The accession of John F. Kennedy to the Office of
the President of the United States, in 1960, brought
about profound changes that affected Army Aviation
– particularly as far as using the helicopter. The
military and political doctrine of "massive
retaliation," espoused during the 1950s, no
longer was an option.
This doctrine asserted that, if the then existent
Soviet Union attacked the United States, and/or its
allies, the United States would retaliate with a
massive nuclear strike against the Soviet Union.
Supposedly, the massive retaliation was to have been
a nuclear quid pro quo.
Thus, the possibility of a nuclear strike was
enough to serve as a deterrent. Actually, what
happened was that the two superpowers realized the
use of strategic nuclear weapons would serve no
purpose other than the mutual annihilation. So
massive retaliation, if not extinct, was at best
Another reason for the diminishing influence of
massive retaliation was the nascence of
"brushfire wars." These were small wars
fought with conventional weapons in Third World or
nonaligned regions and involved using guerrilla
and/or paramilitary forces. Such a war was already
taking place in Southeast Asia at the time of John
F. Kennedy’s inauguration. As we know, the region
was Indo-China and was compromised of two countries
North and South Vietnam. The former was aligned with
the Soviet Union; the later with the United States.
In the late 1950s and early 1960s, the United
States and the Soviet Union were caught up in a
mutual frenzy of supplying arms, advisers, and
equipment to support their respective allies in
Indo-China. In 1961 the U.S. Army sent its first
helicopter and fixed-wing aircraft to support South
Vietnam. By 1963, the United States had 21,000
military advisers (the equivalent of a reinforced
division) in South Vietnam.
As an aside, one of the most significant
fixed-wing aircraft in the Army’s inventory in
South Vietnam was the CV-2 Caribou, a twin-engine,
medium transport. It served the Army well and had a
short field landing and takeoff capability;
therefore, it was suitable for incountry use.
However, in April 1966, the Caribou was relinquished
to the USAF as part of a memorandum of agreement
(MOA) which, in turn, no longer claimed and
suzerainty over tactical helicopters in South
The military and political activity taking place
in South Vietnam in 1960-1962 time frame showed the
need for the Army to examine its helicopter
requirements and tactics – particularly as far as
Lieutenant General Gordon B. Rogers, U.S. Army,
in 1960 chaired a Board with the primary mission of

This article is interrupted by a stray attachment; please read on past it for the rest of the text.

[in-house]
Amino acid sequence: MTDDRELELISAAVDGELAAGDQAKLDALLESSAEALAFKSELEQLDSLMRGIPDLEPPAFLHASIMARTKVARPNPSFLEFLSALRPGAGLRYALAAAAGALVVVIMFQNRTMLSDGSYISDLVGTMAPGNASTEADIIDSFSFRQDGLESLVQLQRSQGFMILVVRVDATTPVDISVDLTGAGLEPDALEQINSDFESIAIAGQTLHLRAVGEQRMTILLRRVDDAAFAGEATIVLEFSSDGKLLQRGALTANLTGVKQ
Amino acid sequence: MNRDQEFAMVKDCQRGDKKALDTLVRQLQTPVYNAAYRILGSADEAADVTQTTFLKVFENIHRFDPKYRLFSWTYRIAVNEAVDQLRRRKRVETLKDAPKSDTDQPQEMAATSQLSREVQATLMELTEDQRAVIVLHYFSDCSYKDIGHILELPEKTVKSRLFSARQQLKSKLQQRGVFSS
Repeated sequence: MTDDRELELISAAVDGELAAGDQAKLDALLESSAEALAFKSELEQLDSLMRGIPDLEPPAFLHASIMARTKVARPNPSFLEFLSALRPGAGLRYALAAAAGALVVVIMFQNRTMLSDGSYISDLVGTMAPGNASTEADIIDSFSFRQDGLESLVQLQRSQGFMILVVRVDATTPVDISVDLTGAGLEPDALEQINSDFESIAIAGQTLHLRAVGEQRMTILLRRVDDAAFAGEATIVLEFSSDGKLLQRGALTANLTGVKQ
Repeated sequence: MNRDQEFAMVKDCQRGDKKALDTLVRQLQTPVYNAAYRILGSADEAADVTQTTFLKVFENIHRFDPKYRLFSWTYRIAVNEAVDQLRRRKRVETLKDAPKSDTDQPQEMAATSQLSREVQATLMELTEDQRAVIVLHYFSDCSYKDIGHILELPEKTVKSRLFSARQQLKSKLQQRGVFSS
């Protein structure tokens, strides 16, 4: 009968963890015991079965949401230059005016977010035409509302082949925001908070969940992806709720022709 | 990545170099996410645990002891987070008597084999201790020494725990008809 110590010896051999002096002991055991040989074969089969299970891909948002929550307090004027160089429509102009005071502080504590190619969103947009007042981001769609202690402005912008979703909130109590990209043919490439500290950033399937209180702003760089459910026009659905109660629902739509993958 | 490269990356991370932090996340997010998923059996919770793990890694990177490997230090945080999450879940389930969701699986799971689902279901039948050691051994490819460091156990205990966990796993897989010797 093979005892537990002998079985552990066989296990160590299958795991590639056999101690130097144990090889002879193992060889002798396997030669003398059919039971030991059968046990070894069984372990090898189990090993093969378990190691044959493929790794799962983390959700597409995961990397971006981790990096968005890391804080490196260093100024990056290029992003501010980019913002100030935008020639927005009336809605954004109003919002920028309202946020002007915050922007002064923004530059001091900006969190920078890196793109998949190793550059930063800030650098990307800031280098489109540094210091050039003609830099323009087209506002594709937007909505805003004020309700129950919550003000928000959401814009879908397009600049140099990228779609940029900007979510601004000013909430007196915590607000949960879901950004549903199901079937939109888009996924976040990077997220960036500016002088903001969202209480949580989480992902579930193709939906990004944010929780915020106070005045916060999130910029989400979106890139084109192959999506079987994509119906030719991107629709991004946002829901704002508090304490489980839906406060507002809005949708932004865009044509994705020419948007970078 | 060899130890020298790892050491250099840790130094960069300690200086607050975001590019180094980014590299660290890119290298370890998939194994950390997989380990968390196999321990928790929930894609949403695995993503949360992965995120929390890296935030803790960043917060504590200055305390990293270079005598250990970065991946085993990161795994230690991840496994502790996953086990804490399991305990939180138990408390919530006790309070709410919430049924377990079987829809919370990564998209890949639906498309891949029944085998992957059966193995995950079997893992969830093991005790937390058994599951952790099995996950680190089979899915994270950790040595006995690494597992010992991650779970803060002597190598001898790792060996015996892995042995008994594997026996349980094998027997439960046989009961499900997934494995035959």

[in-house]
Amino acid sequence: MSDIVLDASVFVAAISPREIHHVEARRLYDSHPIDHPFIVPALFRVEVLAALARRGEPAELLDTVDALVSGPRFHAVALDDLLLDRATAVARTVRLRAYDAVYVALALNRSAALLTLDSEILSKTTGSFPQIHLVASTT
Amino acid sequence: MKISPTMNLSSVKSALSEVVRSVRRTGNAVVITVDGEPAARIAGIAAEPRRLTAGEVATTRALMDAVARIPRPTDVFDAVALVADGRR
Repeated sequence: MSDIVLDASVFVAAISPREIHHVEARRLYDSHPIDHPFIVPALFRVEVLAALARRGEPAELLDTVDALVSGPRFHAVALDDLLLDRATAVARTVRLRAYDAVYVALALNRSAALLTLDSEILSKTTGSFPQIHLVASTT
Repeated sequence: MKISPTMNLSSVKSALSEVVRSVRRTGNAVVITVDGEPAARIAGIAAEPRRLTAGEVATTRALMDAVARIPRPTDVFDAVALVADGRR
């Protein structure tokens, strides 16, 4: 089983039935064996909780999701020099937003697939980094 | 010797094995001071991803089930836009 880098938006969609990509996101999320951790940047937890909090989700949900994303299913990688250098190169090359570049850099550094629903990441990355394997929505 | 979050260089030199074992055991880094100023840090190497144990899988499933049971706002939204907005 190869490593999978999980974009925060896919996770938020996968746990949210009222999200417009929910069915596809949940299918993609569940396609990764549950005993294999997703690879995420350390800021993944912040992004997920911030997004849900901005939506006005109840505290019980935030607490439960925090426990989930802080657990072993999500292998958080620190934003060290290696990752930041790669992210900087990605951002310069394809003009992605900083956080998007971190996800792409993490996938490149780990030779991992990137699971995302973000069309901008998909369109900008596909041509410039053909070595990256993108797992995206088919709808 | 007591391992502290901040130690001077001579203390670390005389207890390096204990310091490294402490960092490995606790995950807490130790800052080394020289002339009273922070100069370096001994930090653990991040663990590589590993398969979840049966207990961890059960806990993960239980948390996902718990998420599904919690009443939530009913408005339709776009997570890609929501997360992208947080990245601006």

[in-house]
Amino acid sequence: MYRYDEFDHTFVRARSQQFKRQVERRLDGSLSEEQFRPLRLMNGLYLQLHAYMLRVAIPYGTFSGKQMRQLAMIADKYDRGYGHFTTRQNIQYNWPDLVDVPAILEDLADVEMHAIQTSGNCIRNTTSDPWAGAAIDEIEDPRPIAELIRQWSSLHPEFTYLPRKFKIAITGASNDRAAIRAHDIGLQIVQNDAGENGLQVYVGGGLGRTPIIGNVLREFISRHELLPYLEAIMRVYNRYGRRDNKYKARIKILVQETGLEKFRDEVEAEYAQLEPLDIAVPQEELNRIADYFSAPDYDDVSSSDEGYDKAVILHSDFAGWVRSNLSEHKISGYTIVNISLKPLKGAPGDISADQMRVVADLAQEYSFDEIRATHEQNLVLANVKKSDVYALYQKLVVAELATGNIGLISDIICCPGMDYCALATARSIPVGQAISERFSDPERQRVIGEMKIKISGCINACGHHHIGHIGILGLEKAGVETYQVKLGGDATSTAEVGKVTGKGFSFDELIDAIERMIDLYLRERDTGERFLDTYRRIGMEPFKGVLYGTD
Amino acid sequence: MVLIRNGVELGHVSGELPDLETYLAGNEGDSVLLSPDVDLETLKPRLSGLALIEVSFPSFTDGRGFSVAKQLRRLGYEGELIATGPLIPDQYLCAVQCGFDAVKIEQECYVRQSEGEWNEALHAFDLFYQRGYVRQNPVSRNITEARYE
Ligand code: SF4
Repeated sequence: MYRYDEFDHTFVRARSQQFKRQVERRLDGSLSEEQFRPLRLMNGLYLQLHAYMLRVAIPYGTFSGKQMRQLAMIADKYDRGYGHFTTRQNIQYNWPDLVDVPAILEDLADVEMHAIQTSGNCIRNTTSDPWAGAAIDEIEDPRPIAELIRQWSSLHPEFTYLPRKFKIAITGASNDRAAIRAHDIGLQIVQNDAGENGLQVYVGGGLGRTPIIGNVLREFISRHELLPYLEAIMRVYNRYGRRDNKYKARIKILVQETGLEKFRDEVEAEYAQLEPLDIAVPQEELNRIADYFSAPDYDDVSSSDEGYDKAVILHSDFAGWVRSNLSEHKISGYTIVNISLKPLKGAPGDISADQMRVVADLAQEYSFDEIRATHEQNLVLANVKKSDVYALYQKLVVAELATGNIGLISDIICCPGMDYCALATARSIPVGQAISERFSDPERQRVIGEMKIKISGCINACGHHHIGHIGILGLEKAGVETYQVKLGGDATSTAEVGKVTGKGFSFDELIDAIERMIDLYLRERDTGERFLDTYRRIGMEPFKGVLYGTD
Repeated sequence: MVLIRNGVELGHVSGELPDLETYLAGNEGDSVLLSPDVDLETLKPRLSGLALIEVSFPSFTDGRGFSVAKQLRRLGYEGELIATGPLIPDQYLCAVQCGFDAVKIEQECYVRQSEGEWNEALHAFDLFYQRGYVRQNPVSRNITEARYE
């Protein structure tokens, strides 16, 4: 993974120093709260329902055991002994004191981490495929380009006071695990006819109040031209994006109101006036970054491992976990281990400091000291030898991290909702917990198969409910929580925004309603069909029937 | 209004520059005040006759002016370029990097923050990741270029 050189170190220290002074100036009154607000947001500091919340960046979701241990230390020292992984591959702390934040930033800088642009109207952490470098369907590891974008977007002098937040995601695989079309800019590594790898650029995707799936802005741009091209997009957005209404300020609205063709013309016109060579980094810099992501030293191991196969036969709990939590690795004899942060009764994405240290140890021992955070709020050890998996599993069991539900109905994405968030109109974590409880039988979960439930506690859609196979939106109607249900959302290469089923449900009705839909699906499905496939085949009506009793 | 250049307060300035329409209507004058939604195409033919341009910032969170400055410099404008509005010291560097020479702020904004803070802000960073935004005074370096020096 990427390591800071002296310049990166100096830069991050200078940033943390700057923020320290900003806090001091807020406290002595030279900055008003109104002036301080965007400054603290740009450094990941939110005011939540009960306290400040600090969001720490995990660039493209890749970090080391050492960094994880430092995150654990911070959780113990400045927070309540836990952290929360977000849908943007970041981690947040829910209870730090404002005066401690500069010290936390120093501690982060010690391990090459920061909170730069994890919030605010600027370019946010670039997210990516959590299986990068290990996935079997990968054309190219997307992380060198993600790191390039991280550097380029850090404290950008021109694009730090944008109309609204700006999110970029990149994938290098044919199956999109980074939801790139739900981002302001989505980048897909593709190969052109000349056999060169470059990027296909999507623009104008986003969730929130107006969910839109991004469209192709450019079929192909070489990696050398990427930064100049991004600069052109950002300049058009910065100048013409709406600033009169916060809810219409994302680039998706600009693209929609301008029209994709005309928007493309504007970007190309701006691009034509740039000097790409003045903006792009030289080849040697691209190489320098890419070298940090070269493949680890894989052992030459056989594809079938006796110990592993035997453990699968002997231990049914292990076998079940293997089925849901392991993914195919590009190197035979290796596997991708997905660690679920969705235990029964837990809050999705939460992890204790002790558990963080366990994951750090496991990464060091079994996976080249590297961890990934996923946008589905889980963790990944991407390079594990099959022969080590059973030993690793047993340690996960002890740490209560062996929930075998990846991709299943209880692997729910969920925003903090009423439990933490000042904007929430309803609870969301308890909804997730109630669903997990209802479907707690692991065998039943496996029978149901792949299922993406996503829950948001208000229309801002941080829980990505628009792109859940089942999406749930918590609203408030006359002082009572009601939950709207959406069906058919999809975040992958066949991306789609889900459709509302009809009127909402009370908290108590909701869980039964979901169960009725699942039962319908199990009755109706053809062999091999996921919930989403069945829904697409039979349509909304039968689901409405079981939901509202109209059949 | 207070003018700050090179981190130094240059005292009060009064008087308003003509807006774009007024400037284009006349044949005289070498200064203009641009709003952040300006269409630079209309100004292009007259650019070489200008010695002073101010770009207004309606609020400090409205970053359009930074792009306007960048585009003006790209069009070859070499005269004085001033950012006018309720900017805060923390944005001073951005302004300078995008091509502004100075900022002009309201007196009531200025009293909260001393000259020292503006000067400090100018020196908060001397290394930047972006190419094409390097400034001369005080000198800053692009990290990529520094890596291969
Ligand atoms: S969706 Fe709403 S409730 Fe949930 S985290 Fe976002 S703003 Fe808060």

upgrading Army Aviation to meet any tactical
contingencies like brushfire wars or what it would
later be referred to as low – or mid-intensity
Akin to the upgrading was the Board’s
recommendation that the soon to be ubiquitous UH-1
Huey helicopter become the primary helicopter in the
Army’s active aircraft inventory. The Rogers Board
also recommended procurement of the CH-47 Chinook
cargo helicopter. Both of these aircraft acquitted
themselves well in the ensuing Vietnam War.
In 1962, the Secretary of Defense, Robert
McNamara, decided to conduct a study on the tactical
mobility of the Army ground forces, particularly
airmobility – the use of helicopters to transport
troops to a given area and as a means of CAS.
Mr. McNamara later instructed General Hamilton H.
Howze, the Army’s first Director of Aviation, to
establish and chair a board to implement this study.
The Howze Board, as it was known, convened at Fort
Bragg, No. Car., in 1962.
The Board members performed numerous tests and
studies, and posited the thesis that Army aircraft,
particularly helicopters, could provide airmobile
assets needed to enhance the combat effectiveness of
ground forces. The Board also recommended fielding a
cavalry combat brigade to fight brushfire wars.
The DOD, however, deferred the action on this
recommendation. But DOD decided to create and test
an air assault division replete with an organic
The 11th Air Assault Division was
established at Fort Benning, Ga., to test all facets
of airmobility. The Division passed is airmobility
tests by the end of 1964. On 1 July 1965, it assumed
operational status as a tactical division and was
renamed the 1st Cavalry Division
(Airmobile). "The 1st Cav," as
it became known, had its own organic aircraft; it
could provide its own tactical and logistical
support. The Division’s activation was none too
Because of the military and political
disturbances in South Vietnam in the spring of 1965,
President Lyndon B. Johnson decided to deploy
tactical units to South Vietnam. In July 1965 the 1st
Cavalry Division received its orders for deployment.
It deployed in August 1965, arrived in South Vietnam
in September 1965, and became the Army’s first
division-size unit to engage the enemy.
The Division spent more than 2,000 days in South
Vietnam – thus making it the longest serving Army
unit in country during the war. It received numerous
citations and awards for its combat activity. The
Marines, however, were the first to be sent to South
Vietnam with the deployment of the Third Marine
Division in April 1965.